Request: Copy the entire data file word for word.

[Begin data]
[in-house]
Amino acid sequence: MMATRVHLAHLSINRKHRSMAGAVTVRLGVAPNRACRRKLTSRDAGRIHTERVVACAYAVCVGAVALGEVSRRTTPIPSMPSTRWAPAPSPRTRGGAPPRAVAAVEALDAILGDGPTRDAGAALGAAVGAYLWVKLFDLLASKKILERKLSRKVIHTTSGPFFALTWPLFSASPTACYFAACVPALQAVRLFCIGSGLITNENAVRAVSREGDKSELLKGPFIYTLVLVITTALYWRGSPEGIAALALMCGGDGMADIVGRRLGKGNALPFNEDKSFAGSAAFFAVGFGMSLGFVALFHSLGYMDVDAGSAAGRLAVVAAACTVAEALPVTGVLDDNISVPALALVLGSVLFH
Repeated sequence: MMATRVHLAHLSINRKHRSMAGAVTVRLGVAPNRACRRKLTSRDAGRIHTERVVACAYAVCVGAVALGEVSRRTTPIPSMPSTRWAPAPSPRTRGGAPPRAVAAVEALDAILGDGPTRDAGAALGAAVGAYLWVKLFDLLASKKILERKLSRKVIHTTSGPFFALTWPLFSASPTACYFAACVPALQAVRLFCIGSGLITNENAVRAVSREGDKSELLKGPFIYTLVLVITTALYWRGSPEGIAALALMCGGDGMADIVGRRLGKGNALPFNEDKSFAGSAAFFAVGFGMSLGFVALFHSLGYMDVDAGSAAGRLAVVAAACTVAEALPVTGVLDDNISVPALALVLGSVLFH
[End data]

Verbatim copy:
[in-house]
Amino acid sequence: MMATRVHLAHLSINRKHRSMAGAVTVRLGVAPNRACRRKLTSRDAGRIHTERVVACAYAVCVGAVALGEVSRRTTPIPSMPSTRWAPAPSPRTRGGAPPRAVAAVEALDAILGDGPTRDAGAALGAAVGAYLWVKLFDLLASKKILERKLSRKVIHTTSGPFFALTWPLFSASPTACYFAACVPALQAVRLFCIGSGLITNENAVRAVSREGDKSELLKGPFIYTLVLVITTALYWRGSPEGIAALALMCGGDGMADIVGRRLGKGNALPFNEDKSFAGSAAFFAVGFGMSLGFVALFHSLGYMDVDAGSAAGRLAVVAAACTVAEALPVTGVLDDNISVPALALVLGSVLFH
Repeated sequence: MMATRVHLAHLSINRKHRSMAGAVTVRLGVAPNRACRRKLTSRDAGRIHTERVVACAYAVCVGAVALGEVSRRTTPIPSMPSTRWAPAPSPRTRGGAPPRAVAAVEALDAILGDGPTRDAGAALGAAVGAYLWVKLFDLLASKKILERKLSRKVIHTTSGPFFALTWPLFSASPTACYFAACVPALQAVRLFCIGSGLITNENAVRAVSREGDKSELLKGPFIYTLVLVITTALYWRGSPEGIAALALMCGGDGMADIVGRRLGKGNALPFNEDKSFAGSAAFFAVGFGMSLGFVALFHSLGYMDVDAGSAAGRLAVVAAACTVAEALPVTGVLDDNISVPALALVLGSVLFH